DYING TO LIVE:
Is it just me or is every third horror book published these days a George Romero-inspired zombie novel? The living dead have long been a horror staple, certainly, but in recent years they’ve all-but taken over the genre. I shunned most of the zombie apocalypse novels currently packing bookstore shelves, but did read DYING TO LIVE: LIFE SENTENCE by Kim Paffenroth, which turned out to be an above-average entry in every respect.
It’s a sequel to Paffenroth’s 2007 novel DYING TO LIVE. I haven’t read that book, but had no trouble getting into LIFE SENTENCE, as its subject matter was familiar to me from the films that inspired it. The author has written a book on the cinema of George Romero (2006’s GOSPEL OF THE LIVING DEAD) and clearly knows the territory inside and out.
Yet Paffenroth has used his Romero-filched elements in thoughtful and literate fashion. There is the requisite gore, of course, and quite a few nerdy movie references (including a store named Argento and a play on the classic ALIENS line about “real monsters”) but the book’s true aims are strictly of the philosophical variety.
The setting is a world where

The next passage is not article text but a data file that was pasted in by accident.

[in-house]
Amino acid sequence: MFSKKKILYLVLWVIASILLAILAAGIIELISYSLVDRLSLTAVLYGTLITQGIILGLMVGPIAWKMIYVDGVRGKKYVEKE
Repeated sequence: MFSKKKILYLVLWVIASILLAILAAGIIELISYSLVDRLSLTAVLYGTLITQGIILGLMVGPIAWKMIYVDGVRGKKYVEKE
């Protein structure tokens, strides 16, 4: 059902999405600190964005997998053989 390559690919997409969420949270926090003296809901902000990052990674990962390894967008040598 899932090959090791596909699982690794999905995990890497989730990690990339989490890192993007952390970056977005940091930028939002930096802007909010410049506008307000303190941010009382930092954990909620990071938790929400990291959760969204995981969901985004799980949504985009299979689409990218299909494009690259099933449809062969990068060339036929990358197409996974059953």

the living dead rule and a band of non-zombified people subside in an abandoned
museum. The two main characters are Zoey, a pre-teen coming to terms with life
in this nightmare world, and Truman, an “evolved” zombie who was once a
university professor. In his current state Truman’s memories are all-but
nonexistent, forcing him to relearn everything; as his curiosity about himself
and the world around him grows, Truman finds himself rejecting the anti-social
activities of his fellow deaders. Along the way he connects with a fellow
zombie named Lucy, and love (of a sort) blossoms.
The ultimate threat comes not from the undead minions but rival bands of living, breathing humans, and a violent showdown is eminent. But the conclusion is (in keeping with the novel’s overall tone) thoughtful and contemplative, playing down the expected mayhem in favor of a deeply felt, hard-won humanity.
From a writing
standpoint the novel is impeccable. The apocalyptic milieu is convincingly
evoked with oft-disturbing realism, and the central characters are strong and
three-dimensional. I don’t believe (as a back cover blurb states) the book will
entirely satisfy gore fans, but it is ideal for readers wanting more from their
zombie fiction than flesh ripping and intestine pulling.